Monday, July 26, 2004

Project: XBOX Mod (Software Only)

I finally received my XBOX USB adapter in the mail on Friday, which means that I got to spend the weekend modding my XBOX, so that I can install Linux and EvolutionX, and do lots of other fun things as well.

If you search the Internet, you'll find many ways to mod an XBOX. This post simply documents the procedure that I followed, and the results that I experienced.



Hardware Needed:

XBOX (duh). My refurbished unit cost $129.99 at GameStop.

USB adapter. (Microsoft will send you one for free plus $6.99 shipping, but they ran out of stock and I didn't want to wait until next month, so I spent $5.99 plus shipping.)

128MB JumpDrive Secure. $39.99 at CompUSA. (Several other USB storage devices work as well.)

MechAssault. I paid $14.99 for a used copy at GameStop. (The original game, not the Platinum Hits edition. The discs themselves look the same, but the original version has the code MS02301L printed on the bottom). I suppose this could go in the Software section, but I thought it made more sense to put it here since you can't download it.



Software Needed:

MechAssault Linux Installer. This exploits the game save bug in MechAssault.

EvolutionX. A very cool frontend/menu for loading game backups and other programs.

Phoenix Bios Loader. Essentially a modchip emulator, this allows the XBOX to load a different bios rom.


In addition, I found the following necessary hacks at "the usual places":

XBE Dump. Digitally signs an XBOX executable (XBE file) so that Microsoft's bios will allow it to run. (Requires Windows.)

Xecuter2 Bios Version 4983 ("Boot From Media" version). Allows the XBOX to run unsigned programs (such as backups and homebrew software), eject the disc tray without rebooting, and perform many other useful features.

DC's Font Hack Package. Includes the "Bert and Ernie" exploit, which allows direct access to the Phoenix Bios Loader from the XBOX Dashboard.



Procedure:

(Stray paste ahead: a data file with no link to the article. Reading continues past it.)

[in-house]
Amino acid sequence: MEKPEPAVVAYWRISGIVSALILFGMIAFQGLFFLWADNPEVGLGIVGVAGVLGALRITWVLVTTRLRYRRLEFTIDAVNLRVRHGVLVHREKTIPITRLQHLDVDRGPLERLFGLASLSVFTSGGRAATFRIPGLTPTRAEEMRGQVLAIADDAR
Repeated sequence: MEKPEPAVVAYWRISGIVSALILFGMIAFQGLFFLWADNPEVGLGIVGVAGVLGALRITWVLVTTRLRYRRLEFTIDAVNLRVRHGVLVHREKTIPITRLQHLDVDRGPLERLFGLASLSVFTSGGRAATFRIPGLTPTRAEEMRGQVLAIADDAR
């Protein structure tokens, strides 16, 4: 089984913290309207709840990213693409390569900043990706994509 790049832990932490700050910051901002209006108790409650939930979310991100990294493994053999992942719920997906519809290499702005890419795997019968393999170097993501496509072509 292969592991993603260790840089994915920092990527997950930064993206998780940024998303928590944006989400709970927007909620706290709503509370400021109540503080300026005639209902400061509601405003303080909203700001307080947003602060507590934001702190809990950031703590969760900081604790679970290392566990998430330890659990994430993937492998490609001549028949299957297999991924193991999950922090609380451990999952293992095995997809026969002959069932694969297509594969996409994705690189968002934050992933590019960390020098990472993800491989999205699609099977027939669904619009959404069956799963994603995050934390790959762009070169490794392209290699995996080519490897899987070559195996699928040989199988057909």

1. I went into the XBOX Settings menu and configured the network options. I used static IP, and gave it a fake gateway address (172.0.0.1) to prevent it from fetching any future software updates that might interfere with my plans.

2. After connecting the JumpDrive to my Linux computer, I dumped the MechAssault Linux Installer onto it: cp -f MechInstaller-1.0-FATX-128MB.img /dev/sda

3. I then plugged the JumpDrive into my XBOX through the USB adapter. After clearing all of the old MechAssault data off of the hard drive, I used the Dashboard's Memory menu to copy over each of the 3 MechAssault Linux Installer files.


4. I fired up MechAssault and picked "Emergency Linux" from the Campaign menu. This loaded a very small Linux distribution, allowing me to connect to the XBOX via FTP and telnet at IP address 192.168.0.3 (username: root, password: xbox). As it turns out, I have a newer XBOX model (post-08/2003), with a new graphics chip, so the display flickered while running Linux (though it didn't matter).


5. Unfortunately, my XBOX came with a new version of the Dashboard software (1.00.5659), preventing me from using the "Bert and Ernie" font hack to modify it. So, once I was able to access the XBOX's hard drives via FTP/telnet, I backed up everything and then uploaded a copy of Dashboard version 1.00.4920 that I found on BitTorrent, overwriting the contents of the C drive and allowing me to perform step 6.